Heart Failure In Cats
My first comment would be that cats are really good at hiding disease.
Often, especially with heart disease, it won’t be picked up until late. So definitely don’t feel guilty about not realizing that your cat was in heart failure. Cats will modify their behavior to hide their disease whereas a dog will run and run and then will collapse. A cat will just slowly reduce their activity levels. They may be sleeping more, they’re not going to exercise and so you might not pick up anything. You’re not going to pick up breathlessness or an exercise intolerance or an inability to chase a ball, because they just don’t carry out those behaviors.
So don’t worry and don’t feel guilty about that, its very common.
Treatment Of Congestive Heart Failure In Cats
Congestive heart failure caused by hyperthyroidism may be reversed once the thyroid condition has been successfully treated. In other cases, the treatment plan will be based on the severity of symptoms and the underlying cause of the condition:
If symptoms are severe, particularly if the cat is having difficulty breathing or has extremely low blood pressure, hospitalization may be required. Oxygen therapy may be administered when there is fluid surrounding the heart or lungs, and the fluid may need to be drained. This will help to ease pressure on the heart, makes breathing easier. When fluid build-up has been removed, the heart is able to pump blood more efficiently. If fluid is present in the chest or abdomen, it may be removed using a technique called tapping.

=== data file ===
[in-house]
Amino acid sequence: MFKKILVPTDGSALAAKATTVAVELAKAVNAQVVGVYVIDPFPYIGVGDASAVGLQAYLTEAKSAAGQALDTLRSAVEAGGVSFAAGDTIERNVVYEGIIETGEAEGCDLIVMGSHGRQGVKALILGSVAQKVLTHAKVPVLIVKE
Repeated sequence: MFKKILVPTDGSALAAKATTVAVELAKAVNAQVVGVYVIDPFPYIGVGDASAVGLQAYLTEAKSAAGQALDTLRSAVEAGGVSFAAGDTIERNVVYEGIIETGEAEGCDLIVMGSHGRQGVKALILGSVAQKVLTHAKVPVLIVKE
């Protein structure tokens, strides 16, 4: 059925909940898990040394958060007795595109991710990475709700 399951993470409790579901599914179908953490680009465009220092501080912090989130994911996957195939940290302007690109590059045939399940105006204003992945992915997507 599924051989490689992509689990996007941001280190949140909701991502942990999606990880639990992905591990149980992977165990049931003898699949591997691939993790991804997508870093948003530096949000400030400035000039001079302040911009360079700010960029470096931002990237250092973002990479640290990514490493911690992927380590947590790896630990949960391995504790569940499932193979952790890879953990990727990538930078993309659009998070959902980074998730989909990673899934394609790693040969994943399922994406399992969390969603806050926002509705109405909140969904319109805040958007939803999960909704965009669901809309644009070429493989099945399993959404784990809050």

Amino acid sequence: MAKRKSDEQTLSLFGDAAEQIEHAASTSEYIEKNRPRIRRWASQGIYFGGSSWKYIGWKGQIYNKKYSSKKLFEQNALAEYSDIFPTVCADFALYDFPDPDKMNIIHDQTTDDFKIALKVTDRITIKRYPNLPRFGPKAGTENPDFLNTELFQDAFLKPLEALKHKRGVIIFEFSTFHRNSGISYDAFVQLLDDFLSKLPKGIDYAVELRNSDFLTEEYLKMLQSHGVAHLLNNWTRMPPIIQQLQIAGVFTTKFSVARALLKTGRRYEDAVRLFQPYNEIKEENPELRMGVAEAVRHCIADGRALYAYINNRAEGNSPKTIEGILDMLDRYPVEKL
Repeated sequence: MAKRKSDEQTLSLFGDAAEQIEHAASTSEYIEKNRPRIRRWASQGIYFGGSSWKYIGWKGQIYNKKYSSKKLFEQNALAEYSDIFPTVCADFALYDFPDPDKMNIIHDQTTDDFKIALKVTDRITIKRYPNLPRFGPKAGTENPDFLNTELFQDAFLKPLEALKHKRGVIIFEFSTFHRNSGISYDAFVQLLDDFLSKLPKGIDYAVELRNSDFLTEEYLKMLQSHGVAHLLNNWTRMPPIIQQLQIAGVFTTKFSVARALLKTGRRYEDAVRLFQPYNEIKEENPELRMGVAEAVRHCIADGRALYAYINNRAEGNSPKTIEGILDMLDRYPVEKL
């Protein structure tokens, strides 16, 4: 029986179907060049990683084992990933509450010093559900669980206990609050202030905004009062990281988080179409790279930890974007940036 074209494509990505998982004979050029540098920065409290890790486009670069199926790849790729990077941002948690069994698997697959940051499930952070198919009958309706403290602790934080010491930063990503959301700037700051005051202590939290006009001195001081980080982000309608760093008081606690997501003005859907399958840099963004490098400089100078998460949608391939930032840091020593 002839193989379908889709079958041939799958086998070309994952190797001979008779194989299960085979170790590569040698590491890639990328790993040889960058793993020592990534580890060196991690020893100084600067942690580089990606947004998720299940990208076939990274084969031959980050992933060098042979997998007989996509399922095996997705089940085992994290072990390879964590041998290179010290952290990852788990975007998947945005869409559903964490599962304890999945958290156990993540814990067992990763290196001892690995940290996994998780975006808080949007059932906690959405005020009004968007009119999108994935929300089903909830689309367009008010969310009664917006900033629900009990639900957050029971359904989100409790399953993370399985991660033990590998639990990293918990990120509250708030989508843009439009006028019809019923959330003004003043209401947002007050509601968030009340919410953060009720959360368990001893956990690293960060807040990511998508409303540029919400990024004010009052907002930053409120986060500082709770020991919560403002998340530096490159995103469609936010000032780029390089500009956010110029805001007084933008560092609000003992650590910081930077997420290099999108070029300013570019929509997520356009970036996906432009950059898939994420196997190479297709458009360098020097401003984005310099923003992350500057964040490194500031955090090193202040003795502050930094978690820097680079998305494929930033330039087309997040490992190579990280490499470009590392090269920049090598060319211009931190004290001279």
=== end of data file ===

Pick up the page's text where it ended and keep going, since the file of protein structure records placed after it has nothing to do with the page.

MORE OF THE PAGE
Surgery may be recommended to treat cases of congestive heart failure that are caused by a birth defect or a congenital or acquired heart valve disease. This treatment option is often expensive and requires a surgical specialist.
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Because Theyre Part Of The Family
Heart disease tends to be less common in cats than dogs, but it still affects one out of every ten cats around the world. If heart disease goes untreated, it can lead to congestive heart failure.
Dont risk losing part of your family to an often treatable heart condition. If you have concerns, seek medical advice quickly. Our board-certified cat cardiologists are here to help.
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Early Signs Of Heart Disease
In the initial phase of disease, cats may show no signs at all and appear completely normal. In fact a number of cats with cardiomyopathy may never actually develop clinical disease. However, while in some cats progression of the underlying disease is slow, in others it can be quite rapid.